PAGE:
A possible topic cluster for a SaaS business focused on business text messaging.

However, be careful not to be too pedantic or patronizing. The purpose of an FAQ is to be short, helpful, and relevant. Writing a whole book answering very simple questions may hurt your retention more than it will help. Keep it to one or two paragraphs.

FAQs Are Structured Data

One thing search engine crawlers love is structured data. Although it’s not quite as obvious as a table, FAQs are typically structured in the same way. However, the best way to do this is through FAQ schema. This uses structured data and some work behind the scenes to tell search crawlers that your FAQ is indeed an FAQ. With FAQ schema, search engines indexing your page may even apply rich formatting so users can view more details directly from SERP.

    <title>Finding an apprenticeship - Frequently Asked Questions(FAQ)</title>
    <script type="application/ld+json">
      "@context": "",
      "@type": "FAQPage",
      "mainEntity": [{
        "@type": "Question",
        "name": "How to find an apprenticeship?",
        "acceptedAnswer": {
          "@type": "Answer",
          "text": "<p>We provide an official service to search through available apprenticeships. To get started, create an account here, specify the desired region, and your preferences. You will be able to search through all officially registered open apprenticeships.</p>"
      }, {
        "@type": "Question",
        "name": "Whom to contact?",
        "acceptedAnswer": {
          "@type": "Answer",
          "text": "You can contact the apprenticeship office through our official phone hotline above, or with the web-form below. We generally respond to written requests within 7-10 days."

The above is an example of FAQ schema from Google’s documentation.

One of my favorite ways to do this is to use Yoast’s FAQ schema features in WordPress. It’s easy and free, and I can’t argue with that. Just remember that you’re writing for the humans first, and the bots second. The schema is important, but not as important as making sure the content you’re making is revelant and useful.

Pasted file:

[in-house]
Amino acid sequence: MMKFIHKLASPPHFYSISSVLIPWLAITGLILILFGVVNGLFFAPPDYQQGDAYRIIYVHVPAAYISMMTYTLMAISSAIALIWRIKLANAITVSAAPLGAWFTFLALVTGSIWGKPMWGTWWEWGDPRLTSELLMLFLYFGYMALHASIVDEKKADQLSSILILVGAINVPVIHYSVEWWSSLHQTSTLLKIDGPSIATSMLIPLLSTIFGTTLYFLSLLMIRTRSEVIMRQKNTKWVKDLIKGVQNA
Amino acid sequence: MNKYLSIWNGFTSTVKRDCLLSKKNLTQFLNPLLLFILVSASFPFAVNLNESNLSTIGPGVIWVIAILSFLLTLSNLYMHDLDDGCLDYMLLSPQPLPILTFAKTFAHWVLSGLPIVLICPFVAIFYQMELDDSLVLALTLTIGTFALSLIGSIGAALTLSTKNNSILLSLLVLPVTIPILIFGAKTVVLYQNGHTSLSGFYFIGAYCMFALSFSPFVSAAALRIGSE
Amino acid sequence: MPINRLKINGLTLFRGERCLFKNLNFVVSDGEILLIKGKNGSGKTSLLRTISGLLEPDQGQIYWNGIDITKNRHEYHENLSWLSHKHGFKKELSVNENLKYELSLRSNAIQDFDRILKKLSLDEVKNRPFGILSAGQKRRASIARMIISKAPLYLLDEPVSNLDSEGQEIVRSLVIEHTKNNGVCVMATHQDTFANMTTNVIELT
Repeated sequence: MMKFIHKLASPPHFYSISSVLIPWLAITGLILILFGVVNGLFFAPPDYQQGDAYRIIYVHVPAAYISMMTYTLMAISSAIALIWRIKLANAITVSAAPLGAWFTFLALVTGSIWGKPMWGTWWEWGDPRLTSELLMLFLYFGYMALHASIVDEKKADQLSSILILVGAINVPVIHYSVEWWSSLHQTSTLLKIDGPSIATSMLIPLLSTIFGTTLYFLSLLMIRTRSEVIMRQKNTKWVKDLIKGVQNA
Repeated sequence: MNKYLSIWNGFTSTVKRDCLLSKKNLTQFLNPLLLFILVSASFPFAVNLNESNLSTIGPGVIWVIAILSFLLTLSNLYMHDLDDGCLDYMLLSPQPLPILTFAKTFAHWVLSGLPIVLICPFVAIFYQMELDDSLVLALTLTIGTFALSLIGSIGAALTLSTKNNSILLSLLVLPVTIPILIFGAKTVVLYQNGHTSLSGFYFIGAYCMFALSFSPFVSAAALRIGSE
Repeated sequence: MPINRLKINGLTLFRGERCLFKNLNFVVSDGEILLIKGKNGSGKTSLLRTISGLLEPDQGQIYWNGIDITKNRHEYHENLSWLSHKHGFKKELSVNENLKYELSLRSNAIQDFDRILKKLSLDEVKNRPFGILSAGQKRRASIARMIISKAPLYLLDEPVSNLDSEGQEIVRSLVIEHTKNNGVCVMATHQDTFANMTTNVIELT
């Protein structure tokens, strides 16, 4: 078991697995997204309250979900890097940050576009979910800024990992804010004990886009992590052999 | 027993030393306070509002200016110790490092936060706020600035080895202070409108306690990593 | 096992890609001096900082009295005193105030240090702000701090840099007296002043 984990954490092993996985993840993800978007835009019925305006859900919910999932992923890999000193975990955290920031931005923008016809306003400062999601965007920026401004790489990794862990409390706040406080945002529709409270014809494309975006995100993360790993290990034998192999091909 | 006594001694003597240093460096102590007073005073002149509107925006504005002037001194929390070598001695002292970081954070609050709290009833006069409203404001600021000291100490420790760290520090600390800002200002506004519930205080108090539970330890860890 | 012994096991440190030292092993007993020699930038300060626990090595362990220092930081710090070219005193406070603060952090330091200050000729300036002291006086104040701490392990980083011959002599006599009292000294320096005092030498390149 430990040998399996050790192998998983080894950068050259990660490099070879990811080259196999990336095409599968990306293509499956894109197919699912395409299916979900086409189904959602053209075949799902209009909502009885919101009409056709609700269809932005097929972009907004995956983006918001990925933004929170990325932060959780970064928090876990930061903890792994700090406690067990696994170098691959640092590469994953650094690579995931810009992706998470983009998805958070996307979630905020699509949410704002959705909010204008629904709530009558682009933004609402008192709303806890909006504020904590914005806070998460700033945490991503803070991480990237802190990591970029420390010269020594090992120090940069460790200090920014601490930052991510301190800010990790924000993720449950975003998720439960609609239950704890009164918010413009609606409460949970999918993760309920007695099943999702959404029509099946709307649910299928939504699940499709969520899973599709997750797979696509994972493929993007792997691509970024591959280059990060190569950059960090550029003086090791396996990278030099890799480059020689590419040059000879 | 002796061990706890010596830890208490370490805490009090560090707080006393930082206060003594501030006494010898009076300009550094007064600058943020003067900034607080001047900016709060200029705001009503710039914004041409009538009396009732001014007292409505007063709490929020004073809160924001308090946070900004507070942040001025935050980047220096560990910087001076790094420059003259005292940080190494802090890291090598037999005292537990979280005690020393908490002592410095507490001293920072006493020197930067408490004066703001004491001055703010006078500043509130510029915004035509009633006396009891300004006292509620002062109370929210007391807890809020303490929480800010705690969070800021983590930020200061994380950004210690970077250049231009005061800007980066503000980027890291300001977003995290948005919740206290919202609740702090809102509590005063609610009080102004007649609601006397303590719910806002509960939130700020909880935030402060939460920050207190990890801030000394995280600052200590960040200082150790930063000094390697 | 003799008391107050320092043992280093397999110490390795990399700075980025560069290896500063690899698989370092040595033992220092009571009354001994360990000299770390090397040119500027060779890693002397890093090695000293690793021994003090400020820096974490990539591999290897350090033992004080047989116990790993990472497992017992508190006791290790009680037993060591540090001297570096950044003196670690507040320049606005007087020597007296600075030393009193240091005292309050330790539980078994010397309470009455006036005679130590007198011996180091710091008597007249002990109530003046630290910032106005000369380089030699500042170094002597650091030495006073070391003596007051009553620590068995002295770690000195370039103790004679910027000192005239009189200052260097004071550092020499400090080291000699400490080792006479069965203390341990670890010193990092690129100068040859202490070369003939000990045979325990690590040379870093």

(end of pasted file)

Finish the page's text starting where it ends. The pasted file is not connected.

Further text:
Does FAQ Schema Actually Work?

According to Living the Dream blog owner Jeremy, introducing FAQ schema to these two websites had noticable benefits. Living the Dream saw a search impression increase of 46%, 49% more clicks, and a CTR increase of 0.09%. I caution against taking this data at face value, as this was just an informal test. Adding FAQs to your posts and pages will have a different affect depending on your purpose and implementation. However, when done right, it does have its benefits.

Living the Dream FAQ Schema Results

Metric% Increase
Search Impressions46%

Another study conducted by SEO Clarity showed that FAQ schema improved overall traffic by nearly 25% from one month to the next. They didn’t share the exact increase in CTR, but they reported that they did notice an increase.

When to Use FAQs for Your SaaS Website

I’m mainly referring to end-of-article FAQs here, but these principles apply universally. You shouldn’t tack an FAQ on every page. SaaS businesses should use FAQ pages when they serve a specific purpose. You may want to add an FAQ to a blog post if:

  • You are looking to optimize and refresh an article with a keyword to renew or improve its search ranking.
  • There’s an opportunity to take advantage of a valuable topic cluster with related keywords and internal links.
  • Most importantly, your customers have questions about a topic that you can answer in one place.

If you put the needs of the user first, and worry about search ranking second, your FAQ can be a valuable asset for your SaaS website’s content.

Featured image by Towfiqu barbhuiya on Unsplash.

Liam Shotwell: SaaS Content Writer

I’m a human B2B SaaS content writer with a focus in SEO. I’ll shine a light on your brand to help you find potential leads lost in the dark of SERP.